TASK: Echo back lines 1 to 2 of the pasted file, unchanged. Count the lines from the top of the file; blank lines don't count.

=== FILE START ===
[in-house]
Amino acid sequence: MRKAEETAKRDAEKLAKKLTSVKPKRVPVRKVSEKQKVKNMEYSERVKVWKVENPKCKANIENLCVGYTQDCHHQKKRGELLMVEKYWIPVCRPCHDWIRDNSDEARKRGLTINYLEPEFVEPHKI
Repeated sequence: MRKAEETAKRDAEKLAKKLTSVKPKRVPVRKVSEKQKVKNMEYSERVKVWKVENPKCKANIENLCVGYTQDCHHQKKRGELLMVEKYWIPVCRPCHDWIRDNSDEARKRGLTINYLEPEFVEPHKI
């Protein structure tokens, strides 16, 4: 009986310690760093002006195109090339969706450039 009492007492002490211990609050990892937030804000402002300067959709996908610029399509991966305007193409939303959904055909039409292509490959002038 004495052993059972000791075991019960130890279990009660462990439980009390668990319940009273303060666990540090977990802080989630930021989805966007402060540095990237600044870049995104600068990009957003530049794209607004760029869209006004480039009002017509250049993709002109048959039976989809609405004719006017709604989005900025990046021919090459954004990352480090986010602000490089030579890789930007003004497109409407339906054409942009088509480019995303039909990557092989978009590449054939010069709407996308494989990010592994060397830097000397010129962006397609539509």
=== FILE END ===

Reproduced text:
[in-house]
Amino acid sequence: MRKAEETAKRDAEKLAKKLTSVKPKRVPVRKVSEKQKVKNMEYSERVKVWKVENPKCKANIENLCVGYTQDCHHQKKRGELLMVEKYWIPVCRPCHDWIRDNSDEARKRGLTINYLEPEFVEPHKI